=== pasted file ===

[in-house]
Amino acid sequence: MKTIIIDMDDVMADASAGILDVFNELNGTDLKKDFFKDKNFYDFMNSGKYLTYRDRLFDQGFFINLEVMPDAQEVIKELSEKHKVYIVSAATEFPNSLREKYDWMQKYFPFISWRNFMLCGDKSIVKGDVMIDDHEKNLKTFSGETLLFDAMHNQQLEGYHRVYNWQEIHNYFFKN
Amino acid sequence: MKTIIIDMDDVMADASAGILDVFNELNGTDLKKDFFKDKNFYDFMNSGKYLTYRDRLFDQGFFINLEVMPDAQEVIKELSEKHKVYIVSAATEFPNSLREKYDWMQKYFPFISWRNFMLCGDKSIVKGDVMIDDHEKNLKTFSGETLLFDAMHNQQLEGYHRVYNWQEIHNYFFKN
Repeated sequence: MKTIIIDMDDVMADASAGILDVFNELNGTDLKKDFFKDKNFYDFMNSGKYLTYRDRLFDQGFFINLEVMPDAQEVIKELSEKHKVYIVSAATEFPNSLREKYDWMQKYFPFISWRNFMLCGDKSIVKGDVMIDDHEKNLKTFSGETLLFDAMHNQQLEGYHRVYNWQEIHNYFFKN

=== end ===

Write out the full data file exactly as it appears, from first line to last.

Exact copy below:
[in-house]
Amino acid sequence: MKTIIIDMDDVMADASAGILDVFNELNGTDLKKDFFKDKNFYDFMNSGKYLTYRDRLFDQGFFINLEVMPDAQEVIKELSEKHKVYIVSAATEFPNSLREKYDWMQKYFPFISWRNFMLCGDKSIVKGDVMIDDHEKNLKTFSGETLLFDAMHNQQLEGYHRVYNWQEIHNYFFKN
Amino acid sequence: MKTIIIDMDDVMADASAGILDVFNELNGTDLKKDFFKDKNFYDFMNSGKYLTYRDRLFDQGFFINLEVMPDAQEVIKELSEKHKVYIVSAATEFPNSLREKYDWMQKYFPFISWRNFMLCGDKSIVKGDVMIDDHEKNLKTFSGETLLFDAMHNQQLEGYHRVYNWQEIHNYFFKN
Repeated sequence: MKTIIIDMDDVMADASAGILDVFNELNGTDLKKDFFKDKNFYDFMNSGKYLTYRDRLFDQGFFINLEVMPDAQEVIKELSEKHKVYIVSAATEFPNSLREKYDWMQKYFPFISWRNFMLCGDKSIVKGDVMIDDHEKNLKTFSGETLLFDAMHNQQLEGYHRVYNWQEIHNYFFKN